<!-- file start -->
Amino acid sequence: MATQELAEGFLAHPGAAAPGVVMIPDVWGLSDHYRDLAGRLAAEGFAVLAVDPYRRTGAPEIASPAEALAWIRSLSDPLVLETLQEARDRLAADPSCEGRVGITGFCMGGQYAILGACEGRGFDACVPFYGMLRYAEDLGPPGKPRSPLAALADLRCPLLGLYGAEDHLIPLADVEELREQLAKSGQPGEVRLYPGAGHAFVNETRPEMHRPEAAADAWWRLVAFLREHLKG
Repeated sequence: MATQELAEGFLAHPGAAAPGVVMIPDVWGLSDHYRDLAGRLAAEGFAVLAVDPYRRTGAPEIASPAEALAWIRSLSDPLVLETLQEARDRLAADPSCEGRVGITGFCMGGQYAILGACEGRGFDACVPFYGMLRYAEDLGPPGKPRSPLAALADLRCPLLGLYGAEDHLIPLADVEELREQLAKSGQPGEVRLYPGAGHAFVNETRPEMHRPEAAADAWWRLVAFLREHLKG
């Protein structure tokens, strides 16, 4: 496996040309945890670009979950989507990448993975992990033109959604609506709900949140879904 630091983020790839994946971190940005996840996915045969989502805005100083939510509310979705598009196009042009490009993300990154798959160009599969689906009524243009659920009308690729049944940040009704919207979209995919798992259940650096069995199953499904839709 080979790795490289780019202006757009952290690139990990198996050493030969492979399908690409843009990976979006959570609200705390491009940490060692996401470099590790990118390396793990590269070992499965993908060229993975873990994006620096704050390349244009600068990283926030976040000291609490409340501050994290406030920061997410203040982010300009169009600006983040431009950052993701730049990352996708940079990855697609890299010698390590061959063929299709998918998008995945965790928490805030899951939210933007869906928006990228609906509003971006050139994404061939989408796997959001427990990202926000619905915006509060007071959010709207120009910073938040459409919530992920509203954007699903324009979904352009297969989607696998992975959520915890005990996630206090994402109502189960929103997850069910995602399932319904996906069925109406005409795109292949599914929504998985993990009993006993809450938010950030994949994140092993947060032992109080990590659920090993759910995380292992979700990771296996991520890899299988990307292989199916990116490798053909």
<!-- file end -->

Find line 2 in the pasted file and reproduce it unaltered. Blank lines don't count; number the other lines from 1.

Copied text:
Repeated sequence: MATQELAEGFLAHPGAAAPGVVMIPDVWGLSDHYRDLAGRLAAEGFAVLAVDPYRRTGAPEIASPAEALAWIRSLSDPLVLETLQEARDRLAADPSCEGRVGITGFCMGGQYAILGACEGRGFDACVPFYGMLRYAEDLGPPGKPRSPLAALADLRCPLLGLYGAEDHLIPLADVEELREQLAKSGQPGEVRLYPGAGHAFVNETRPEMHRPEAAADAWWRLVAFLREHLKG